The commoners guide to plug and receptacle designations used on portable generators
Which plug or receptacle does my generator come with? The jargon for portable generators can be confusing to the novice user and especially when the manufactures start throwing out the array of acronyms associated with the electrical industry.
This article covers the North American electrical market where the terms duplex and NEMA plugs are used.
NEMA is the North American National Electrical Manufactures Association which labels the plug types. So every plug will start with this abbreviation.
The common plugs are rated for 125V to 600V and 15 amps to 60 amps.
In addition they are grouped by single phase or three phase. And in the common portable generator market we are most concerned with single phase which limits just how much we really have to know about receptacles and plugs.
To see a complete list and description of the NEMA AC power plug Connectors you can review them here: NEMA Connectors. However, it’s fairly easy to understand the designations. Let’s take a look.
- NEMA as defined above for the association
- 5 = the type of blade arrangement
- L = locking blade, no L is a straight blade and plugs can be pulled out easily. TT in this case means travel trailer and is used for RVs
- -15 or -30 = after the hyphen it is the rating in amperes (current)
- R or P = Receptacle or Plug respectively
Below we look at the common plug types individually that you will run across when looking at the portable generator configurations.
Typically, portable generators provide the 20 and 30 amp ratings and will (in the larger wattage sizes) use at least one locking plug typically a L5, L10, or L14 with a couple for standard duplex plugs. Some provide the TT-30 for RV or Travel Trailer use.
When buying cords and other receptacles or plugs make sure you match up the type and rating. This will be important as a 20 amp receptacle and a 30 amp receptacle will not have the exact same prong configuration for any NEMA L type.
In single phase (household and small appliance and at the 120V/125V and 240V/250V ranges you’ll be looking at the NEMA 1 for 2 prong and NEMA 5, 6, and 10, for 3 prongs and 14 for four prong.
First up the duplex plug is your standard 2 or 3 prong plug used in your house; these are NEMA 1 (15 amp only) and NEMA 5 respectively. It is a grounded connector where you have a hot and neutral wire and for a 3 prong an added ground wire.
in most cases you will typically find the 3 prong plug unless you have a structure built before 1960 or have specifically built a plug for two prong. Some small appliance still come in a two prong configuration and are usable in 3 prong outlets.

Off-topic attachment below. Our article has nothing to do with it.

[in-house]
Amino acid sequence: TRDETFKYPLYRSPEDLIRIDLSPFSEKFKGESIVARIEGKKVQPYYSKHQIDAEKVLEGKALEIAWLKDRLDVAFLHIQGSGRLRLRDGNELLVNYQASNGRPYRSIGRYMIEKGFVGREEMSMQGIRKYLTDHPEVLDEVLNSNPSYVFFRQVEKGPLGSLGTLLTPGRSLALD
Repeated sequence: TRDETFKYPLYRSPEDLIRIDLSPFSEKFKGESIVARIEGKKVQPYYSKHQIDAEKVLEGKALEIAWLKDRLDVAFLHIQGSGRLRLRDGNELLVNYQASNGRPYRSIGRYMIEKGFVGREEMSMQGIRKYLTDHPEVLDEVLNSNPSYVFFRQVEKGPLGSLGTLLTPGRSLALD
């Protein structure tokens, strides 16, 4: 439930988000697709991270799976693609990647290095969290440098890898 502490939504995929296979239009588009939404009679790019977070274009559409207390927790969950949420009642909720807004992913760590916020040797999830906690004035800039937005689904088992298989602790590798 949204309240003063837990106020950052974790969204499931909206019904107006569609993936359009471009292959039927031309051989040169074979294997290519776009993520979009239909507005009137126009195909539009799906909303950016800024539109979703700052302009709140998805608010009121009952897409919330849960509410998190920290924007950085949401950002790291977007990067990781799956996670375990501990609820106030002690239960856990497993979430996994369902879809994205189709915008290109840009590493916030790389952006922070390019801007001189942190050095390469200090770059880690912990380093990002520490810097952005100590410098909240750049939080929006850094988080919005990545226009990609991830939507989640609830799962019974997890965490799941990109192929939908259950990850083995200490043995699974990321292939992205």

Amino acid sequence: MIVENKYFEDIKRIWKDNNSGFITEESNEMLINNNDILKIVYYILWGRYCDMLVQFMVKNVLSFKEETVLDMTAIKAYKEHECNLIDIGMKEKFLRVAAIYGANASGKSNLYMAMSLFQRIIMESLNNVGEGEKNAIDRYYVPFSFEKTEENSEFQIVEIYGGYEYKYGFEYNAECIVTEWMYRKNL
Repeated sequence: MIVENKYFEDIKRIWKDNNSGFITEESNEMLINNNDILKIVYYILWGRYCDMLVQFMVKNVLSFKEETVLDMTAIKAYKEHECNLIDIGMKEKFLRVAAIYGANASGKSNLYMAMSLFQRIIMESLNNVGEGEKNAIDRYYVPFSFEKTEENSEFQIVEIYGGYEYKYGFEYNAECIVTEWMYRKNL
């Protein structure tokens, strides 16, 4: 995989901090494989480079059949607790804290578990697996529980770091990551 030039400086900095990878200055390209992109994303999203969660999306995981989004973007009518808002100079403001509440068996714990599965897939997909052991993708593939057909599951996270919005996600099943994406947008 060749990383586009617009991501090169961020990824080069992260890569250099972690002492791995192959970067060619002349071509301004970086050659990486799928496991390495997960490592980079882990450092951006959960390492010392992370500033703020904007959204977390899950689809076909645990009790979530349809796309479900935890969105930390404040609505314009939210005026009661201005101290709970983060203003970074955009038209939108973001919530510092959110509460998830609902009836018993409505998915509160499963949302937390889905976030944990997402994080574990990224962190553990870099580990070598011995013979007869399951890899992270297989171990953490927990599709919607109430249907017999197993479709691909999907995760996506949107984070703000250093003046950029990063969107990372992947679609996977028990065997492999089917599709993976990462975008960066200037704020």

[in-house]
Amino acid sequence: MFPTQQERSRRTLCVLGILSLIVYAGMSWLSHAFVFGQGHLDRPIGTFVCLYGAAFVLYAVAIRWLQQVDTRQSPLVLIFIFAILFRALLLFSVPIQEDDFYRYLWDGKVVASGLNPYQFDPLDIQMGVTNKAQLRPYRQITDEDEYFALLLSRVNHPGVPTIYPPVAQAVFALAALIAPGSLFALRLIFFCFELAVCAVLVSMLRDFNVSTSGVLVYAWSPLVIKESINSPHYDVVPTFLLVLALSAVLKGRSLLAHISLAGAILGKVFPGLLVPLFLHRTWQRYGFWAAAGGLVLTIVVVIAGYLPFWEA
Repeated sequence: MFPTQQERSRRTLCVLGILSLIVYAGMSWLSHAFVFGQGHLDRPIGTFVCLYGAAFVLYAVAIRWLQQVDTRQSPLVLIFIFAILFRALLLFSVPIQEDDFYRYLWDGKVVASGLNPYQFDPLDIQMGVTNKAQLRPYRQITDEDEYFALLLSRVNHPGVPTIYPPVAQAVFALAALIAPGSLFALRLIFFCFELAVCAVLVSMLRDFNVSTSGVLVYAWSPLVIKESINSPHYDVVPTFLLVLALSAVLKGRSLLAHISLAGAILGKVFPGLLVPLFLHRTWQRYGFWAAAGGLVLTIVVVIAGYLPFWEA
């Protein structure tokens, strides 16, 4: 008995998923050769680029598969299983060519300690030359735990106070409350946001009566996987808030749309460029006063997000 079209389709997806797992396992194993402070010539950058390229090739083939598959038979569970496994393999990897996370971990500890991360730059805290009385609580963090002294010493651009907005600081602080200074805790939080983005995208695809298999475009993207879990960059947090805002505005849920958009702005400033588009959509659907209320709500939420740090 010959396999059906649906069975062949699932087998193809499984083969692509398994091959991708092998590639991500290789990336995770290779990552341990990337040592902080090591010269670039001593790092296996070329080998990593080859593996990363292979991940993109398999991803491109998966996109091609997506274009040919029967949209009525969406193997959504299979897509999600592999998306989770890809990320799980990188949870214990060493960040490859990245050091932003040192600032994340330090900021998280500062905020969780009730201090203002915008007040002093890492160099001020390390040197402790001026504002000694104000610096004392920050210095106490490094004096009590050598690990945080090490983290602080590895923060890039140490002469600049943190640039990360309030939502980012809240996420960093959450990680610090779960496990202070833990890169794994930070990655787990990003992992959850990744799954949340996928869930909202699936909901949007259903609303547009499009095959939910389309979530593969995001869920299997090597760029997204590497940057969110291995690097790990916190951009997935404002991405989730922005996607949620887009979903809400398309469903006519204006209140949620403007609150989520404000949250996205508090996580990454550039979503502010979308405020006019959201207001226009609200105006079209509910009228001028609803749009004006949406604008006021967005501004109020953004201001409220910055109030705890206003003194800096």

In AC electrical supply there is not a need for small appliances to have a specific hot and neutral lead, however, the widths many 2 prong plugs/receptacles will have a wider width on one prong to keep phase and hot wires consistent and is also true with 3 prongs.
The NEMA 5-15R is the designation used for these outlets. In the majority of cases your extension cords and appliance use 5-15P.
The NEMA 5-20R provides for a perpendicular prong which looks like a T on the larger prong. The plug will have the perpendicular prong. The receptacle can be used with both a 5-15 and 5-20 plug. Most portable generators will provide the MEMA 5-20 T slot to allow you to use 15 and 20 amp plugs.
Although you can get 30 and 50 amp NEMA 5 Receptacles and plugs they are not common.
Different L series receptacles are used for different voltages and phases. The twist lock provides for a what to prevent plug pull out due to normal vibration and pull on the cord.
Note that the following is for single phase only, if you are considering 3 phase power that is a different discussion and use.
In the 125V range the typical L types are:
L1-15 is only at this 15 amp rating.
For all the following lock plugs they are typically available in 15, 20, and 30 amp ratings although some specialty plug and receptacle types can be obtained for higher amp ratings. In most general portable generator styles you can expect that 30 amp ratings to be the typical maximum size.
The plugs and receptacles have different slot configuration for each of the amp ratings..
L6 types are for 250V rating having similar configurations to the L5. Both L5 and L6.
Dual 125V / 250V:
L10 and L14 are used for both voltages..
Note that TT (aka RV30) and 10 plugs are often confused and you need to be careful that you are using the right one.
Most Plugs and Receptacles used on the various portable generators int the under 10,000 watt range will be duplex 5-20, with an addition of L14 in either a 20 or 30 amp. With some of the more feature added ones you can also get the TT-30 for RV hookups.